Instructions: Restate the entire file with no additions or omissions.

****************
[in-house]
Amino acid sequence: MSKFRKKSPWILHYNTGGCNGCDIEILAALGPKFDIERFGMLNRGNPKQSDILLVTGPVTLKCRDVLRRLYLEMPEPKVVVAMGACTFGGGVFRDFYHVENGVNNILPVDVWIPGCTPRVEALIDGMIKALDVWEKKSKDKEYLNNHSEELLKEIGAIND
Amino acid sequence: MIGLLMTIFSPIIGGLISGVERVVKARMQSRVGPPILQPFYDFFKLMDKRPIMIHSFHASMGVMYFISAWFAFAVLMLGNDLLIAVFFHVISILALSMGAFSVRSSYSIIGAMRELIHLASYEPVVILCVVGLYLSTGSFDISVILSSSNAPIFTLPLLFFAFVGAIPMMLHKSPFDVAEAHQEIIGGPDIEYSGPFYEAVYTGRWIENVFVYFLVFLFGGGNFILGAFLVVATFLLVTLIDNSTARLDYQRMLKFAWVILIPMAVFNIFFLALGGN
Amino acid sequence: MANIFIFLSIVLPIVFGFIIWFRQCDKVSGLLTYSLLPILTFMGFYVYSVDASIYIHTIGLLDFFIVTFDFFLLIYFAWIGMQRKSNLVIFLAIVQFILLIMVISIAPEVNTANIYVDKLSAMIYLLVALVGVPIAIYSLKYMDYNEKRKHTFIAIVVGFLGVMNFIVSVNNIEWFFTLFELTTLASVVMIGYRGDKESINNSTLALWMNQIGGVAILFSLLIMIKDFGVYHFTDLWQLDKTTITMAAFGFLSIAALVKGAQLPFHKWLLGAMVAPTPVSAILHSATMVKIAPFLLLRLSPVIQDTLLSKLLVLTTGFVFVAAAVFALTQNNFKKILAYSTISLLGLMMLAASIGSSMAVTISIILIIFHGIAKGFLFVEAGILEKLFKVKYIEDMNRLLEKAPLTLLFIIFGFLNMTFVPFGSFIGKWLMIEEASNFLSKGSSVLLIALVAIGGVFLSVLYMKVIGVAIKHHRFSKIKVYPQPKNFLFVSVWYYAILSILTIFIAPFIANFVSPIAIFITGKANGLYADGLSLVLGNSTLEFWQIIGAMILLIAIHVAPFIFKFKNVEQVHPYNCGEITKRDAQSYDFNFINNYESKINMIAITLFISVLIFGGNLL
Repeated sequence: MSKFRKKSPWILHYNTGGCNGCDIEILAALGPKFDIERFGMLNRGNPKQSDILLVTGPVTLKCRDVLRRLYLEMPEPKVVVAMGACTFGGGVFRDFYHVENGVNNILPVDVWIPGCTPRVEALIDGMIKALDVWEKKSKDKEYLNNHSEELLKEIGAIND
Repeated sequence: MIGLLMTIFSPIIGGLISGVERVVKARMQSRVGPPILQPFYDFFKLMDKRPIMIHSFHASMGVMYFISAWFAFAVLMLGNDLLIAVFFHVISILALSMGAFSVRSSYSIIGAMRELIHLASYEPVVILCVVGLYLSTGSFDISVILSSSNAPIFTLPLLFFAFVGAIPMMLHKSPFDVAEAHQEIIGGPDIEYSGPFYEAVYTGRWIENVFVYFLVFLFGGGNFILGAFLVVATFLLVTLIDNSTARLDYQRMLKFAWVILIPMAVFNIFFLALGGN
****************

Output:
[in-house]
Amino acid sequence: MSKFRKKSPWILHYNTGGCNGCDIEILAALGPKFDIERFGMLNRGNPKQSDILLVTGPVTLKCRDVLRRLYLEMPEPKVVVAMGACTFGGGVFRDFYHVENGVNNILPVDVWIPGCTPRVEALIDGMIKALDVWEKKSKDKEYLNNHSEELLKEIGAIND
Amino acid sequence: MIGLLMTIFSPIIGGLISGVERVVKARMQSRVGPPILQPFYDFFKLMDKRPIMIHSFHASMGVMYFISAWFAFAVLMLGNDLLIAVFFHVISILALSMGAFSVRSSYSIIGAMRELIHLASYEPVVILCVVGLYLSTGSFDISVILSSSNAPIFTLPLLFFAFVGAIPMMLHKSPFDVAEAHQEIIGGPDIEYSGPFYEAVYTGRWIENVFVYFLVFLFGGGNFILGAFLVVATFLLVTLIDNSTARLDYQRMLKFAWVILIPMAVFNIFFLALGGN
Amino acid sequence: MANIFIFLSIVLPIVFGFIIWFRQCDKVSGLLTYSLLPILTFMGFYVYSVDASIYIHTIGLLDFFIVTFDFFLLIYFAWIGMQRKSNLVIFLAIVQFILLIMVISIAPEVNTANIYVDKLSAMIYLLVALVGVPIAIYSLKYMDYNEKRKHTFIAIVVGFLGVMNFIVSVNNIEWFFTLFELTTLASVVMIGYRGDKESINNSTLALWMNQIGGVAILFSLLIMIKDFGVYHFTDLWQLDKTTITMAAFGFLSIAALVKGAQLPFHKWLLGAMVAPTPVSAILHSATMVKIAPFLLLRLSPVIQDTLLSKLLVLTTGFVFVAAAVFALTQNNFKKILAYSTISLLGLMMLAASIGSSMAVTISIILIIFHGIAKGFLFVEAGILEKLFKVKYIEDMNRLLEKAPLTLLFIIFGFLNMTFVPFGSFIGKWLMIEEASNFLSKGSSVLLIALVAIGGVFLSVLYMKVIGVAIKHHRFSKIKVYPQPKNFLFVSVWYYAILSILTIFIAPFIANFVSPIAIFITGKANGLYADGLSLVLGNSTLEFWQIIGAMILLIAIHVAPFIFKFKNVEQVHPYNCGEITKRDAQSYDFNFINNYESKINMIAITLFISVLIFGGNLL
Repeated sequence: MSKFRKKSPWILHYNTGGCNGCDIEILAALGPKFDIERFGMLNRGNPKQSDILLVTGPVTLKCRDVLRRLYLEMPEPKVVVAMGACTFGGGVFRDFYHVENGVNNILPVDVWIPGCTPRVEALIDGMIKALDVWEKKSKDKEYLNNHSEELLKEIGAIND
Repeated sequence: MIGLLMTIFSPIIGGLISGVERVVKARMQSRVGPPILQPFYDFFKLMDKRPIMIHSFHASMGVMYFISAWFAFAVLMLGNDLLIAVFFHVISILALSMGAFSVRSSYSIIGAMRELIHLASYEPVVILCVVGLYLSTGSFDISVILSSSNAPIFTLPLLFFAFVGAIPMMLHKSPFDVAEAHQEIIGGPDIEYSGPFYEAVYTGRWIENVFVYFLVFLFGGGNFILGAFLVVATFLLVTLIDNSTARLDYQRMLKFAWVILIPMAVFNIFFLALGGN